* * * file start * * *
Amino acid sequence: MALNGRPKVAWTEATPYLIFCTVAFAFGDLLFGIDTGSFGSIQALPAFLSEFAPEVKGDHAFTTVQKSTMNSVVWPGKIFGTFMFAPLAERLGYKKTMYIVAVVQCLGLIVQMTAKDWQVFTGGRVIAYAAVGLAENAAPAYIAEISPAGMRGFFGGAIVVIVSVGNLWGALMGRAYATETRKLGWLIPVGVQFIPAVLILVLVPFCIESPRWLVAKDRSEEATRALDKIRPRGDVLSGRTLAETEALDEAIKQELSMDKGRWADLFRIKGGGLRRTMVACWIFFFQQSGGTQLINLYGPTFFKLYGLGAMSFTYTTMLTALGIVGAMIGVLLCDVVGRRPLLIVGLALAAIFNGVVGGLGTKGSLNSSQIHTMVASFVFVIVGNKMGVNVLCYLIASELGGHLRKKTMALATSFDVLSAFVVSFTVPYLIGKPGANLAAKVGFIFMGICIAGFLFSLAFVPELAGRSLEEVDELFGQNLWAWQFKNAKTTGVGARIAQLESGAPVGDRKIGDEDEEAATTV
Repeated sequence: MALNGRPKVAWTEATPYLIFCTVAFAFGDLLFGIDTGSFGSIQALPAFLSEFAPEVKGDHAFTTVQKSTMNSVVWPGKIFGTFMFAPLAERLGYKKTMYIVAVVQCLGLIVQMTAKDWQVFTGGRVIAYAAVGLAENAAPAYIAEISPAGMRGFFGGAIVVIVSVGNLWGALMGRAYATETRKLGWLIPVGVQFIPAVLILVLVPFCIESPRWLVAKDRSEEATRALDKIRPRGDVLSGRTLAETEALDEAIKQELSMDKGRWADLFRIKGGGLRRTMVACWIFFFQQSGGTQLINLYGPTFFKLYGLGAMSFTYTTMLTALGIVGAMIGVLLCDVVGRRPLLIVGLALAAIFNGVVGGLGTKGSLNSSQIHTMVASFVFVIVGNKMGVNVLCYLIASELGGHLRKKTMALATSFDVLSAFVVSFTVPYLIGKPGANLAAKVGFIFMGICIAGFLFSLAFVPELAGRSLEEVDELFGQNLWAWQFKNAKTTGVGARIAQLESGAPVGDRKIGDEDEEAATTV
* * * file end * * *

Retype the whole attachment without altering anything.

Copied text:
Amino acid sequence: MALNGRPKVAWTEATPYLIFCTVAFAFGDLLFGIDTGSFGSIQALPAFLSEFAPEVKGDHAFTTVQKSTMNSVVWPGKIFGTFMFAPLAERLGYKKTMYIVAVVQCLGLIVQMTAKDWQVFTGGRVIAYAAVGLAENAAPAYIAEISPAGMRGFFGGAIVVIVSVGNLWGALMGRAYATETRKLGWLIPVGVQFIPAVLILVLVPFCIESPRWLVAKDRSEEATRALDKIRPRGDVLSGRTLAETEALDEAIKQELSMDKGRWADLFRIKGGGLRRTMVACWIFFFQQSGGTQLINLYGPTFFKLYGLGAMSFTYTTMLTALGIVGAMIGVLLCDVVGRRPLLIVGLALAAIFNGVVGGLGTKGSLNSSQIHTMVASFVFVIVGNKMGVNVLCYLIASELGGHLRKKTMALATSFDVLSAFVVSFTVPYLIGKPGANLAAKVGFIFMGICIAGFLFSLAFVPELAGRSLEEVDELFGQNLWAWQFKNAKTTGVGARIAQLESGAPVGDRKIGDEDEEAATTV
Repeated sequence: MALNGRPKVAWTEATPYLIFCTVAFAFGDLLFGIDTGSFGSIQALPAFLSEFAPEVKGDHAFTTVQKSTMNSVVWPGKIFGTFMFAPLAERLGYKKTMYIVAVVQCLGLIVQMTAKDWQVFTGGRVIAYAAVGLAENAAPAYIAEISPAGMRGFFGGAIVVIVSVGNLWGALMGRAYATETRKLGWLIPVGVQFIPAVLILVLVPFCIESPRWLVAKDRSEEATRALDKIRPRGDVLSGRTLAETEALDEAIKQELSMDKGRWADLFRIKGGGLRRTMVACWIFFFQQSGGTQLINLYGPTFFKLYGLGAMSFTYTTMLTALGIVGAMIGVLLCDVVGRRPLLIVGLALAAIFNGVVGGLGTKGSLNSSQIHTMVASFVFVIVGNKMGVNVLCYLIASELGGHLRKKTMALATSFDVLSAFVVSFTVPYLIGKPGANLAAKVGFIFMGICIAGFLFSLAFVPELAGRSLEEVDELFGQNLWAWQFKNAKTTGVGARIAQLESGAPVGDRKIGDEDEEAATTV